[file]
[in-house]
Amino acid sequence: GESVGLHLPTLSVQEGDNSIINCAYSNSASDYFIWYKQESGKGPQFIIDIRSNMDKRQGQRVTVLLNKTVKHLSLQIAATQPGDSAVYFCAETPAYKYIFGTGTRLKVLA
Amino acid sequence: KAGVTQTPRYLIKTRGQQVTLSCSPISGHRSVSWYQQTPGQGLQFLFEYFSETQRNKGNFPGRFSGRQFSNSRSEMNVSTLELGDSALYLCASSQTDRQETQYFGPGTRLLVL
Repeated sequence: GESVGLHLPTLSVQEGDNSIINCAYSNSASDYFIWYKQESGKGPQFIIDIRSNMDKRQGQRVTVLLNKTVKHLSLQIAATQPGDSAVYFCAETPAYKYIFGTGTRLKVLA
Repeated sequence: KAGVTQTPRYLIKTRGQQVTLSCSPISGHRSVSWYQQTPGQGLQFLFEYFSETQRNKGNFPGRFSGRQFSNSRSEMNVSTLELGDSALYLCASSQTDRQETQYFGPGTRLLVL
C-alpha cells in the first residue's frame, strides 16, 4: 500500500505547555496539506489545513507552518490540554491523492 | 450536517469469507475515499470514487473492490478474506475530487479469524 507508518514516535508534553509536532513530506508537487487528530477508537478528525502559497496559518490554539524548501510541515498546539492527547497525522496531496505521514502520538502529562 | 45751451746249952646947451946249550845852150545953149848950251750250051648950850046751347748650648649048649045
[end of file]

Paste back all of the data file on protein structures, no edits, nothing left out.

[in-house]
Amino acid sequence: GESVGLHLPTLSVQEGDNSIINCAYSNSASDYFIWYKQESGKGPQFIIDIRSNMDKRQGQRVTVLLNKTVKHLSLQIAATQPGDSAVYFCAETPAYKYIFGTGTRLKVLA
Amino acid sequence: KAGVTQTPRYLIKTRGQQVTLSCSPISGHRSVSWYQQTPGQGLQFLFEYFSETQRNKGNFPGRFSGRQFSNSRSEMNVSTLELGDSALYLCASSQTDRQETQYFGPGTRLLVL
Repeated sequence: GESVGLHLPTLSVQEGDNSIINCAYSNSASDYFIWYKQESGKGPQFIIDIRSNMDKRQGQRVTVLLNKTVKHLSLQIAATQPGDSAVYFCAETPAYKYIFGTGTRLKVLA
Repeated sequence: KAGVTQTPRYLIKTRGQQVTLSCSPISGHRSVSWYQQTPGQGLQFLFEYFSETQRNKGNFPGRFSGRQFSNSRSEMNVSTLELGDSALYLCASSQTDRQETQYFGPGTRLLVL
C-alpha cells in the first residue's frame, strides 16, 4: 500500500505547555496539506489545513507552518490540554491523492 | 450536517469469507475515499470514487473492490478474506475530487479469524 507508518514516535508534553509536532513530506508537487487528530477508537478528525502559497496559518490554539524548501510541515498546539492527547497525522496531496505521514502520538502529562 | 45751451746249952646947451946249550845852150545953149848950251750250051648950850046751347748650648649048649045